Wattpad is a pretty amazing community of writers and reading fans. You can post any kind of writing there and get immediate reaction from the readers. A lot of people post first drafts and works in progress and you get ideas from the audience about how to revise your work. Most of the writers and readers are teenagers or twenty-somethings, so if you’re in that age range you can definitely find lots of people with common interests. Another great aspect of Wattpad is that it’s easy to post continuing stories with multiple parts, so you can write a serial or a novel and build up your audience as you go along. And of course, everything is free.

The Writing Piazza:
I’ve been curious about Wattpad for a while now. I’ve been meaning to check it out. I know you have a pretty substantial following on there, can you tell us a bit about how you built up your readership there?

Brian:
I published some of my short stories on Wattpad and some of the staff there really liked them, so they offered to present some of my novels as featured stories. That gave me a lot of exposure to a big audience, since the featured stories are displayed prominently in the different genre sections. Without being a featured story I don’t think I would have received nearly so many ‘reads,’ but you can still find a lot of fans on Wattpad by following other writers, commenting on other stories and just being active on the site.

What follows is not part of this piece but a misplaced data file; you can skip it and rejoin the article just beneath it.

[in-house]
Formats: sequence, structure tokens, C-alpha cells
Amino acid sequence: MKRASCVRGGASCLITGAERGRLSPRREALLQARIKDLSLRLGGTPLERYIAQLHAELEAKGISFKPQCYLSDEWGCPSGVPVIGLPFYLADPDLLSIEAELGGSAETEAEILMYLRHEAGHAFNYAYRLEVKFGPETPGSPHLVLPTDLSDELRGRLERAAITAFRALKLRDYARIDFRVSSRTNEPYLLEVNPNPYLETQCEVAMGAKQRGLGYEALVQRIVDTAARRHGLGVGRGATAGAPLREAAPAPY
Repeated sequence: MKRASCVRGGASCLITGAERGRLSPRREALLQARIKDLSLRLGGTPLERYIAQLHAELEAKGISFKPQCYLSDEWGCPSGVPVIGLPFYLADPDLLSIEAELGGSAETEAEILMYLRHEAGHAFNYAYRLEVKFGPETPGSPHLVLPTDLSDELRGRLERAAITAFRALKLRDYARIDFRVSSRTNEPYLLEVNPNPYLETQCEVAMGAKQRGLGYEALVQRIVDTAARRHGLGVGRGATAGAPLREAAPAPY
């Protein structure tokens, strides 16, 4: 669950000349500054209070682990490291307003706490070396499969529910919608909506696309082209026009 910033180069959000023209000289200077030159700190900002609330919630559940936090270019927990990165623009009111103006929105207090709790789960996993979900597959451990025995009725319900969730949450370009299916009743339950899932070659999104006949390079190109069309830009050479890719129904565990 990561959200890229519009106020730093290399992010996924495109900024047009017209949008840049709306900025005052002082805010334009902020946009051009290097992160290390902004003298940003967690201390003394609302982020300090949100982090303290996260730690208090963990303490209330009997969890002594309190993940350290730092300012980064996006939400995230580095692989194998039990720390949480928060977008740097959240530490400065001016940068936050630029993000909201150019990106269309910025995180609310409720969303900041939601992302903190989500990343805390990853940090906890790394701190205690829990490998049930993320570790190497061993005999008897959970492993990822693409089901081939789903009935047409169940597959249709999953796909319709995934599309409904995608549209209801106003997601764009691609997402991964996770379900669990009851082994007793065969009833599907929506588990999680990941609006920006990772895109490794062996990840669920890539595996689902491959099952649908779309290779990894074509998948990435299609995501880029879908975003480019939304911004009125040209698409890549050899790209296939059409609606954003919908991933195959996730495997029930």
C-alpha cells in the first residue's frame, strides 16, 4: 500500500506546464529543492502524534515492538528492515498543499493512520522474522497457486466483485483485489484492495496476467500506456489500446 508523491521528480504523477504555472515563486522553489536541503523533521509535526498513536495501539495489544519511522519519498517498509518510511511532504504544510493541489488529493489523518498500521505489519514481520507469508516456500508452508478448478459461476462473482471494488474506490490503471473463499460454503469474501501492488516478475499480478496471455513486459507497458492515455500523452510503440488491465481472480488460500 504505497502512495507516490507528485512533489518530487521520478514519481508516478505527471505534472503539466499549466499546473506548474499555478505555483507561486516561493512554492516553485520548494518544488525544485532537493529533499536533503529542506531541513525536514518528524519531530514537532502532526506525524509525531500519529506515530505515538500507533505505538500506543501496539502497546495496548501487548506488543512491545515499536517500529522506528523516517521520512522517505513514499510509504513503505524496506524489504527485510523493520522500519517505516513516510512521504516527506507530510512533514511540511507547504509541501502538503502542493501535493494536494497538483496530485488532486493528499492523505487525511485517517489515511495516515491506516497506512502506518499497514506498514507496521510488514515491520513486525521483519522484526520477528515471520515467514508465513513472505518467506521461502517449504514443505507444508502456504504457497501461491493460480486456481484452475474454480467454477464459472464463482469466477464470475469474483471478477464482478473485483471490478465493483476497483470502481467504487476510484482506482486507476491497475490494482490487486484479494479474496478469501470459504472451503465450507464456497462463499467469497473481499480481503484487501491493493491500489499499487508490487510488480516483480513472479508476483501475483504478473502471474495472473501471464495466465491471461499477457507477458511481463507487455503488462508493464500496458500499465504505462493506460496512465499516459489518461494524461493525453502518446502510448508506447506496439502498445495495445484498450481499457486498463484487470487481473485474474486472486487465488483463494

The Writing Piazza:
Thanks, I’m sure a number of my fellow authors are on Wattpad and will appreciate the tips to building up their readership there! I may just need to jump on there myself just to finally see it firsthand. 🙂 What do you think are some of the pros of posting your work on there?

Brian:
The audience there at Wattpad is great and they give you a lot of feedback. I got lots of reaction to I Was a Teenage Ghost Hunter and it was almost all positive, so that gave me a lot of encouragement to keep going.

The Writing Piazza:
Feedback is super important. I think that would be worth the time to post just to gain that essential feedback. If any of you writers out there are looking for comments on your work, you now have a good place to post to get readers’ reactions. Those critiques are what will really help you polish your manuscripts.

And a question I love to ask because I always learn a lot from the answers: What’s something you know now, as a published author, that you wish you knew before you started?

Brian: